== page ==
In my experimentation with HTML5, I ended up making Trebek, a web app that allows you to play along at home with Jeopardy! The idea is that by trying to answer questions before the contestants do and keeping score, you can gauge your chances of making it onto the show. According to two-time winner Karl Coryat, you have an excellent shot if you can score $28,000 or higher on a consistent basis, and Trebek helps keep track of your performance.
You can try Trebek out below. For best results, load it in Safari on your iPhone or iPad, then add it to your home screen.
Tailoring the interface by scaling elements
Trebek’s primary use case is leaning back on a sofa and pulling out your smartphone just as the show’s about to start. But it’s meant to be usable for – and therefore scales to – a full range of devices. You can test this out by loading it in a browser window and resizing to various shapes and sizes.
There are several ways to achieve this, but what I recommend is setting the font-size of the body to 100% and then using em as a unit of measure throughout the rest of the code.
padding: 0.2em 0 0.2em 0;
text-shadow: #000000 0.05em 0.05em 0.02em;
The size of em depends on the font-size of the element. By default, 1 em equals 16 pixels. But by changing the base font-size, you can scale all properties that are using em simultaneously. With the following jQuery, you can update body’s font-size, and therefore all of these properties, whenever the window is resized.
$('body').css('font-size', Math.floor($(window).height() * 100 / 768) + '%');
You can see why using pixels instead might be a bad idea. As an absolute unit, you have to recalculate and update the pixel size of each property individually, each time the window is resized.
On the other hand, using percent to size things is appealing since it’s relative by its very nature. Using percent also means you no longer require an update function for when the window is resized. If you set an image’s width to be 25%, it’s always going to be 25% of whatever, you might assume. However, keep in mind that percentages are local, meaning they’re based on the element’s parent and not a global value. While they’re useful for site layout, they’re less effective for fine-tuned properties like padding and text-shadow. Just try using percents to set the same padding for multiple elements, when their parent elements are different sizes.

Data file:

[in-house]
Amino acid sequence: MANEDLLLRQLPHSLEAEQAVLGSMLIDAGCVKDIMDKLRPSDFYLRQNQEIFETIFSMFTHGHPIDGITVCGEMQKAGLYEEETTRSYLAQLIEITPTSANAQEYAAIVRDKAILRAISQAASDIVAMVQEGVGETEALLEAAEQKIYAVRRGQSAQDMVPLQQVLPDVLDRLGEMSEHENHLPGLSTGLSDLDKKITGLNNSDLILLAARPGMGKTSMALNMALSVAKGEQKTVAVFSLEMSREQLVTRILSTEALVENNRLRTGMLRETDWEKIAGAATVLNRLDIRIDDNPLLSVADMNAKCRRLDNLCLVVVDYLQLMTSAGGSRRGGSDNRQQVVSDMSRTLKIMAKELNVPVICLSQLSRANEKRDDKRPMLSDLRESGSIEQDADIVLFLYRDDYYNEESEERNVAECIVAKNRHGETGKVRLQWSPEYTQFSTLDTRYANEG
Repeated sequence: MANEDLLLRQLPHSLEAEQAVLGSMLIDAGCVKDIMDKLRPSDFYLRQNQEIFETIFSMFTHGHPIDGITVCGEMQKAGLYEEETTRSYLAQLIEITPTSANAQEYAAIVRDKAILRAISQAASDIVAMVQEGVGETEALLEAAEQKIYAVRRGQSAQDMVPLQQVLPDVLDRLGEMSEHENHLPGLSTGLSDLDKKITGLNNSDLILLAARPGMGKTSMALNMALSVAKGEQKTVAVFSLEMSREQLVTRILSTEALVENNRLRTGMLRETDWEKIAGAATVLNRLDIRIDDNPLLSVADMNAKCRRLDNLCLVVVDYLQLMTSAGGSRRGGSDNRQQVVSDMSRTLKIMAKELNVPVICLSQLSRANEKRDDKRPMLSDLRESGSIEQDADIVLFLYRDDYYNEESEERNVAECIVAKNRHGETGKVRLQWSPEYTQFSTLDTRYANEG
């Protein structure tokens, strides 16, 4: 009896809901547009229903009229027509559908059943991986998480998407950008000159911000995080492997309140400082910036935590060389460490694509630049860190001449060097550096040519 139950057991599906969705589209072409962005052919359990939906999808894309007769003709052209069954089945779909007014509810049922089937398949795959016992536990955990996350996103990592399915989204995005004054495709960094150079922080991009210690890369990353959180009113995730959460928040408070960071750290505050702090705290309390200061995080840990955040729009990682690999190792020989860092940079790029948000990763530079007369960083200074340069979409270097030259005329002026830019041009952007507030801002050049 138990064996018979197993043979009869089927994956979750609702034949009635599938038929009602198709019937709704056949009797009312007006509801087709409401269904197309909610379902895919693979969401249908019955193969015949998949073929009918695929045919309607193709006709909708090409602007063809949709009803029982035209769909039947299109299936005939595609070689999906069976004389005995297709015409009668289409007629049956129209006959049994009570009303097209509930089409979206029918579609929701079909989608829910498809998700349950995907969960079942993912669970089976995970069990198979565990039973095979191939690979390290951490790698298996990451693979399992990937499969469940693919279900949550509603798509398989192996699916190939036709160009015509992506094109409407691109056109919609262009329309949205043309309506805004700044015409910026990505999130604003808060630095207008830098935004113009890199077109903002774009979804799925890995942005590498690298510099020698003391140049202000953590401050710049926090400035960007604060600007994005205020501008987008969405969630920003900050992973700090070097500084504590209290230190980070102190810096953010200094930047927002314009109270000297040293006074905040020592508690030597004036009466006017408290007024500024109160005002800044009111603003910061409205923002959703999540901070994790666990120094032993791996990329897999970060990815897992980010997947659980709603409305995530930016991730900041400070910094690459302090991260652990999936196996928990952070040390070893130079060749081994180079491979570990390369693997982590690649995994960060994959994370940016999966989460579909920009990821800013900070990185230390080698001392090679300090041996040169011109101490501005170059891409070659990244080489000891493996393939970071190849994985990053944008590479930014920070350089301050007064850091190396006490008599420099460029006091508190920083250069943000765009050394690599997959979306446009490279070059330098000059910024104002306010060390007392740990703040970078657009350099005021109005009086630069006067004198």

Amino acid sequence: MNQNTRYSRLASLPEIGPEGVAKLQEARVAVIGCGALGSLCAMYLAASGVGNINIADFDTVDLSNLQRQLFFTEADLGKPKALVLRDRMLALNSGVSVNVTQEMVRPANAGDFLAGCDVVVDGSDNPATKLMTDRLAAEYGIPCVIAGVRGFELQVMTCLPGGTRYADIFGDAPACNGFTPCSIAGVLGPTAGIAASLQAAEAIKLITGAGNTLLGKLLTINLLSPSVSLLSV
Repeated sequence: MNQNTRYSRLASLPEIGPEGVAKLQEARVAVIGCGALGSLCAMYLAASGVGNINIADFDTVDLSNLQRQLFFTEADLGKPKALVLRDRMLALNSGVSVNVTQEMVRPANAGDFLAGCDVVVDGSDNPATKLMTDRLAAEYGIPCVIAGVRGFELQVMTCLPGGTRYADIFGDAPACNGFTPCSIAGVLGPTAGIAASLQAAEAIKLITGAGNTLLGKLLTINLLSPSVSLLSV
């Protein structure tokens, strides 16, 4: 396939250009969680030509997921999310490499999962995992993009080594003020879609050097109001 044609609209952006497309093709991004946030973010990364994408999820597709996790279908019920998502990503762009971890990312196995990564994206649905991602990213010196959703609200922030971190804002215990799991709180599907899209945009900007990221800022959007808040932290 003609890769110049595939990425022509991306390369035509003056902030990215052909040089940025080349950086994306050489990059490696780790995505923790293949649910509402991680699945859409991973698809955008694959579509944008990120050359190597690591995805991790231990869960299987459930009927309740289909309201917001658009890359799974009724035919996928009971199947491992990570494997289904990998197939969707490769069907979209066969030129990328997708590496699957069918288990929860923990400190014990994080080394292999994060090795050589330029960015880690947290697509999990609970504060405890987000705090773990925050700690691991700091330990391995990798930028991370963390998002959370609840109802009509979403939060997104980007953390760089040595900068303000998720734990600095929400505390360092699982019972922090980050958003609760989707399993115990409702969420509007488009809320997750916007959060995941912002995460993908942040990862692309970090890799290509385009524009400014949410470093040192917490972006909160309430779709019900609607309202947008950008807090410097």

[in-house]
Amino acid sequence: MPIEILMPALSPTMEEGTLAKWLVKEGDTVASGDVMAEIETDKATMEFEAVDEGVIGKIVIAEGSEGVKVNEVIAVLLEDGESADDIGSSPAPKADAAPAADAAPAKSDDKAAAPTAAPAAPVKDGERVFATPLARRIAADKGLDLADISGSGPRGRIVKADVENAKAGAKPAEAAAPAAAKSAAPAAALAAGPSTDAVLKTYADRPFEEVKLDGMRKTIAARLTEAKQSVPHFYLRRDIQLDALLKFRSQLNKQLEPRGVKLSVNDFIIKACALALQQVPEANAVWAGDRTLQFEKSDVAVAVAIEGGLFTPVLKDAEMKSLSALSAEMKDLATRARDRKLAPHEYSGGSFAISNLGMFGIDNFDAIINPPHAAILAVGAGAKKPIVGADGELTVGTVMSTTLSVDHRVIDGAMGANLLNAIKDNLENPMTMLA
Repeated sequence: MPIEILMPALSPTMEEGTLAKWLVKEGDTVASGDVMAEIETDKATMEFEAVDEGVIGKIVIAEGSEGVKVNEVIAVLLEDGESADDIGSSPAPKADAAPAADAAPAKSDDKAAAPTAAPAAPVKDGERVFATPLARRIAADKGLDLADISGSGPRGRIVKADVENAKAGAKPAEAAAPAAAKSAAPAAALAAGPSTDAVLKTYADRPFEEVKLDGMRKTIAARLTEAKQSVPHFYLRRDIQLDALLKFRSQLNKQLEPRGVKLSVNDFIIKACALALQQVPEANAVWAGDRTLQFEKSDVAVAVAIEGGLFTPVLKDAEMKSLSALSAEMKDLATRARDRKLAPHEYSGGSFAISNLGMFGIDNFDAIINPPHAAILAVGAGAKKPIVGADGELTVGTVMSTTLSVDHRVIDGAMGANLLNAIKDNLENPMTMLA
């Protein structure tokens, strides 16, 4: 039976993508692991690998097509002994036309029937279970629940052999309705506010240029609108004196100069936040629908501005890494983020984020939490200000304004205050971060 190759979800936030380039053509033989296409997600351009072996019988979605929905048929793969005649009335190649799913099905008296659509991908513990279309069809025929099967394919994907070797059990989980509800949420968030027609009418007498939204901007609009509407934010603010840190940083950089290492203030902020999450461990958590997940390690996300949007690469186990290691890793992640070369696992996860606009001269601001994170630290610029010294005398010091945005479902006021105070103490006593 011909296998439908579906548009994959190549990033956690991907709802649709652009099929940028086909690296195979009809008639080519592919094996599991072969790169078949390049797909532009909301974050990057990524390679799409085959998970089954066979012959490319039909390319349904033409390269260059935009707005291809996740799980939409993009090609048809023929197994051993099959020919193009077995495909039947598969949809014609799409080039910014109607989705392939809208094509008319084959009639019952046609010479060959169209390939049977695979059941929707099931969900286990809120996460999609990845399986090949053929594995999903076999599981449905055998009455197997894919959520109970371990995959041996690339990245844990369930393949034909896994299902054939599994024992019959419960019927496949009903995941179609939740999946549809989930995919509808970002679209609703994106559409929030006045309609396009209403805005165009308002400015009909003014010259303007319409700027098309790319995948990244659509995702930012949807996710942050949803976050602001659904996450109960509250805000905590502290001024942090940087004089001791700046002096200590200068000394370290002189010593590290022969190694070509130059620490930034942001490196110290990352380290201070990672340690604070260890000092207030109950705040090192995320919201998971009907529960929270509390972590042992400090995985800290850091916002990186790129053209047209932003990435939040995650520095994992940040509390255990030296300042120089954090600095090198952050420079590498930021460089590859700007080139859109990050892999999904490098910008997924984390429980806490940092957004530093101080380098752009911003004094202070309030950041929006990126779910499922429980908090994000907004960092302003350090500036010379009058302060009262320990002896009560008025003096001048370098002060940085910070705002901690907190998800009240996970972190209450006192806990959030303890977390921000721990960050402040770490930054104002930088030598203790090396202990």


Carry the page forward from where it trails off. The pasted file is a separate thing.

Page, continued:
While I simply scaled the interface, you might consider media queries for more custom interfaces conditional on resolution, aspect ratio, and orientation. For example, you could provide a one-column interface for smartphones versus a two-column interface for tablets.
Cutting the cord with local storage & application cache
Local storage allows you to store data on the client in much the same way as a browser cookie. It allows you to avoid databases — nice for a lightweight app, particularly one you intend to work offline. One word of warning though: clearing the browser’s cache results in the data being lost. Trebek uses local storage to save scores and keep a history of a user’s performance.
stats = JSON.parse(localStorage.getItem('trebek'));
var now = new Date();
stats[now.toString()] = parseInt($('#score').text());
Application cache stores your essential files so your web app can work offline, useful when your smartphone is in airplane mode or you have an iPod touch sans wifi. For Trebek, the greatest benefit regardless of whether the device is offline or not is that application cache improves startup speed.
The main thing you need is a cache manifest, which is a text file that specifies the resources to be cached for future use. Name this file “cache.manifest”, with the following content, and place it in the root of your web app. Under the CACHE section, you want to list all of the assets you wish to be cached except for the manifest file itself.